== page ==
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Snyder calls health care in Michigan "a broken system"

Gov. Rick Snyder wants people to adopt healthier lifestyles  

Snyder says people need to take more responsibility for their own health if Michigan is going to reverse some dismal trends and save money on health care. That was part of a health care message he delivered at a Grand Rapids clinic.

Snyder says too many Michiganders smoke, are overweight, and don’t exercise.

Michigan ranks 10th in the country in people who are overweight or obese. Nearly two in 10 people still smoke.

"We have a crisis in our country and our state on health care. We’re not doing well."

The governor says Michigan needs to address a physician shortage and improve infant mortality rates in urban areas. He wants to update insurance rules and the public health code.

"We have a broken system."

He says unhealthy lifestyles are piling additional costs onto an already-expensive health care system.

"As a practical matter, we’re not healthy when you look at our general population.  We’re not only not healthy, but we’re one of the highest-cost environments in the world. And that combination doesn’t work, and we need to do something about it."

The governor wants the Legislature to adopt many of his health reform ideas including some controversial insurance mandates by Thanksgiving.

In particular, the governor says a statewide health care exchange can be a useful tool for people and businesses shopping for insurance.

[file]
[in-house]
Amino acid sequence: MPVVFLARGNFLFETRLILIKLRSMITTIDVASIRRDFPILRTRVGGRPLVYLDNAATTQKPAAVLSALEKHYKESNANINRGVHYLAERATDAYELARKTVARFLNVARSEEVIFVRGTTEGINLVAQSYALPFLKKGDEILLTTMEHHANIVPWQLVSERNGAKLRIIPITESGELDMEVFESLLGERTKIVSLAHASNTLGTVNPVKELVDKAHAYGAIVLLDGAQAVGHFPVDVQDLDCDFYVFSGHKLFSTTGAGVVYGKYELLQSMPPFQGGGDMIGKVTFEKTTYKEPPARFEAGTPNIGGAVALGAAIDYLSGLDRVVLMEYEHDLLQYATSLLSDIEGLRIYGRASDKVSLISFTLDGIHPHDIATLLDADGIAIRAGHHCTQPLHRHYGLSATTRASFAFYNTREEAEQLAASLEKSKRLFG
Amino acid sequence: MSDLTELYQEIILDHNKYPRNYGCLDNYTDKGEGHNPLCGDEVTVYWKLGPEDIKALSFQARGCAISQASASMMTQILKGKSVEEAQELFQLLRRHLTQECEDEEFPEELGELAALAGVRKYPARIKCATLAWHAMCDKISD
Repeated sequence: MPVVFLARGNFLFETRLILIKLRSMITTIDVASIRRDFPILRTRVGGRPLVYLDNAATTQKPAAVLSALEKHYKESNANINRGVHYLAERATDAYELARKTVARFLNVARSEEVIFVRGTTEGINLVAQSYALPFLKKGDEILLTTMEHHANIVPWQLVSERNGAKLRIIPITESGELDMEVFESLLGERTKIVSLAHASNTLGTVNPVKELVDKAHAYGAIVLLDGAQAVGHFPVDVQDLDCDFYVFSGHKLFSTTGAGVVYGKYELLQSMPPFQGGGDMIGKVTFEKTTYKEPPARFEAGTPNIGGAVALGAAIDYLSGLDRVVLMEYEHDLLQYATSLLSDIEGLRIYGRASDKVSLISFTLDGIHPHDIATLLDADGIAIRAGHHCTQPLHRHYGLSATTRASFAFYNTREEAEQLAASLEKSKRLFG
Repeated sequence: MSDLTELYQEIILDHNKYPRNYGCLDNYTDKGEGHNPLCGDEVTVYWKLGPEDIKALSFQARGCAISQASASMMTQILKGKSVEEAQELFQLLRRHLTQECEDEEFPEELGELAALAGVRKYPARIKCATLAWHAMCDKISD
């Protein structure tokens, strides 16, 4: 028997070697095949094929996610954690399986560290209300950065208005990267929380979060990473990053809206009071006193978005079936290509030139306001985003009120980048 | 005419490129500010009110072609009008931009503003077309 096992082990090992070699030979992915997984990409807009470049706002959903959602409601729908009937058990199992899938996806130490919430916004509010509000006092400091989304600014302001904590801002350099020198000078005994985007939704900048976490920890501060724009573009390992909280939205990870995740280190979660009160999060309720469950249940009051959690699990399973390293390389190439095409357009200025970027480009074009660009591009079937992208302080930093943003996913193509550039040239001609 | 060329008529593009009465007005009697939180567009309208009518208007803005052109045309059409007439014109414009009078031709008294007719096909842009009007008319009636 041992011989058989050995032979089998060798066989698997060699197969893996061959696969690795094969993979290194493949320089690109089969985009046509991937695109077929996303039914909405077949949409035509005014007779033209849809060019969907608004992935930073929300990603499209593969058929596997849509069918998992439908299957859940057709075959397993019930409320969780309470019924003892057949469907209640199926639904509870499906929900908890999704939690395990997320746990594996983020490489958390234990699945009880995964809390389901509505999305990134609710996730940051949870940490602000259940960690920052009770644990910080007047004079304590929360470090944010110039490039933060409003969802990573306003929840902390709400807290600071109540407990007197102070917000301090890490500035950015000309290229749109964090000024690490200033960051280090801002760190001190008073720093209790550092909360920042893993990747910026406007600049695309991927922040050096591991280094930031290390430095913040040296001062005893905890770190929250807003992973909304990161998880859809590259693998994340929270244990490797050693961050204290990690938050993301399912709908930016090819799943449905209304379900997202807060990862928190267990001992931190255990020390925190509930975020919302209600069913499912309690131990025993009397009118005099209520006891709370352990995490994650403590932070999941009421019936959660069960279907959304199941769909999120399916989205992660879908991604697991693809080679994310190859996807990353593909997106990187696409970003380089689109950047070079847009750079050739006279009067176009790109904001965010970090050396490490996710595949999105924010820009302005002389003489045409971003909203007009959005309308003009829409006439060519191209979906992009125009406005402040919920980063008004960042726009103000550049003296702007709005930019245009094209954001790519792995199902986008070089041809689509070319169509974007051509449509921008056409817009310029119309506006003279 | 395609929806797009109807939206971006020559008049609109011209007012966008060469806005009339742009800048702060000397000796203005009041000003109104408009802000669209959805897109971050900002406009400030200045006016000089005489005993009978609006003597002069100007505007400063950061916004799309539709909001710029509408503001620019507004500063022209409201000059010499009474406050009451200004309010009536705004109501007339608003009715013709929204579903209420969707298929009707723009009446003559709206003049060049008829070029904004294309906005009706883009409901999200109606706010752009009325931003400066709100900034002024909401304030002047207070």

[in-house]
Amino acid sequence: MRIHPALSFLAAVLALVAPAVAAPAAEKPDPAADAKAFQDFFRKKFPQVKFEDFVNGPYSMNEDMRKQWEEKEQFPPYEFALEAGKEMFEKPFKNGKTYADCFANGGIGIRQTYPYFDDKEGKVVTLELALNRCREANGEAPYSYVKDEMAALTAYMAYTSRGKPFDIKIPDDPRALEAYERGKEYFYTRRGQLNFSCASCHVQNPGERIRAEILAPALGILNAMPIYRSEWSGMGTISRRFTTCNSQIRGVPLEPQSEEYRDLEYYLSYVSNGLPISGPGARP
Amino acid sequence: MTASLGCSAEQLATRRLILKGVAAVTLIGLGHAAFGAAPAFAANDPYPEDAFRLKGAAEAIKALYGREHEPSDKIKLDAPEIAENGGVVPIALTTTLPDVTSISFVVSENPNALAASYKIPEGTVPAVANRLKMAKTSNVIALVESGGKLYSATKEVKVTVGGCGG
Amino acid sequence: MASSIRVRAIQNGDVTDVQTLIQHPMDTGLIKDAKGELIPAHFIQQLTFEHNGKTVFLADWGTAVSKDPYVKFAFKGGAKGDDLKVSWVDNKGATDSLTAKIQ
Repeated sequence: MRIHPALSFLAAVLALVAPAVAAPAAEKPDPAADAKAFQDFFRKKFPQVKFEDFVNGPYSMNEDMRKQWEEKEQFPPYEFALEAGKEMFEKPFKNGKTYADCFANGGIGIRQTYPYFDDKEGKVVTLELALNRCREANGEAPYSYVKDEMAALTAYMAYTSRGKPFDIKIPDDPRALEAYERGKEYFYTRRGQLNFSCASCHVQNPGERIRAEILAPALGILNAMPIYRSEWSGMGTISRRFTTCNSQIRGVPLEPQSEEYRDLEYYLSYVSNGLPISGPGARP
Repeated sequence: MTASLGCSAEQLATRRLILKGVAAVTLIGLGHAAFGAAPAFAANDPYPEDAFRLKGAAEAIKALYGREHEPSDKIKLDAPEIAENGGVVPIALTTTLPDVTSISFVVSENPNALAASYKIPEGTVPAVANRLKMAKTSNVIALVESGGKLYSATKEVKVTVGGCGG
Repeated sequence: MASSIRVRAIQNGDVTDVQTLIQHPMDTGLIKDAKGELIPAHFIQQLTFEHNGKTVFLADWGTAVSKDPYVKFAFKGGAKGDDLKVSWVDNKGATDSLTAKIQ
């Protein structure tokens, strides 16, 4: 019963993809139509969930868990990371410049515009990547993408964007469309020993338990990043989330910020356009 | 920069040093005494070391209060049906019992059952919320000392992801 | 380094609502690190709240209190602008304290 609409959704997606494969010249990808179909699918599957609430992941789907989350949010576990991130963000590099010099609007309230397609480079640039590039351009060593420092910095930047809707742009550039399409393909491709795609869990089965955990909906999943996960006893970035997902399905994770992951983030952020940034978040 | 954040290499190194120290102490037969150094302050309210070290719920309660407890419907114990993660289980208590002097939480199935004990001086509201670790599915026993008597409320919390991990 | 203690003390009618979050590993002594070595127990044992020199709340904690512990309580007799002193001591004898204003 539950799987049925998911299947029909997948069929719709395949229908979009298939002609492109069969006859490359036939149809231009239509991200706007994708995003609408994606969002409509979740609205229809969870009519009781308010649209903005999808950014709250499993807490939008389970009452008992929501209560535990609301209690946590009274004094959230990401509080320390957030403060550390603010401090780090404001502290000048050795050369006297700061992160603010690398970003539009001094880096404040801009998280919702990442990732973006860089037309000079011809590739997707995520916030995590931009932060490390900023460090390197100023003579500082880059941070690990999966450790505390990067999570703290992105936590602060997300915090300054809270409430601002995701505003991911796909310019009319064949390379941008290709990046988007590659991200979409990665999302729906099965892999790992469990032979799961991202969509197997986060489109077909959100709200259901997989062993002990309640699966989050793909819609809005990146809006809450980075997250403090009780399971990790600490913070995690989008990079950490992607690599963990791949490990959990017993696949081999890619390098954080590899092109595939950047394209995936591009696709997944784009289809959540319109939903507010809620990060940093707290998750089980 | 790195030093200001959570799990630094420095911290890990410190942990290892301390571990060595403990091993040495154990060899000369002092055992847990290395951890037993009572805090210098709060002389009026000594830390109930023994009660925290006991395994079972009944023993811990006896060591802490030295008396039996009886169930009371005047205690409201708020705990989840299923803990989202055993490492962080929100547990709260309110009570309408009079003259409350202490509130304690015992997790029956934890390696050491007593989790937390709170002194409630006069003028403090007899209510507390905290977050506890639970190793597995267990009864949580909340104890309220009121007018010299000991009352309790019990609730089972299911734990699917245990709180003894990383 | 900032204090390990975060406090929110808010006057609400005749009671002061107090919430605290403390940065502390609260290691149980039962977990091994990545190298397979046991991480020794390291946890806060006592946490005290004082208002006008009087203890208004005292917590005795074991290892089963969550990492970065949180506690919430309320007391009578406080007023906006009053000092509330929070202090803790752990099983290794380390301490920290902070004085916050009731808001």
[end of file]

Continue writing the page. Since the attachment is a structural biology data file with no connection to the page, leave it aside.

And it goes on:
"It’s got to be something focused on customer service -- accountable, reliable, transparent and expedient in terms of making a better marketplace in a way that people can understand their health care insurance choices, their options, the availability of things and an easier way to buy and shop."

Many Republicans oppose the law and resist enacting any of the federal mandates before the U.S. Supreme Court rules on them.

The governor says that will put Michigan behind other states if all or part of the law is upheld.

The governor called for an overhaul of Michigan’s insurance regulations and public health code, and he wants to require insurance companies to cover autism treatments for children.

The governor says state government cannot force people to adopt healthy lifestyles, so the governor says he will lead by example: He set a goal of dropping 10 pounds by the end of the year.

Rick Pluta is Senior Capitol Correspondent for the Michigan Public Radio Network. He has been covering Michigan’s Capitol, government, and politics since 1987.
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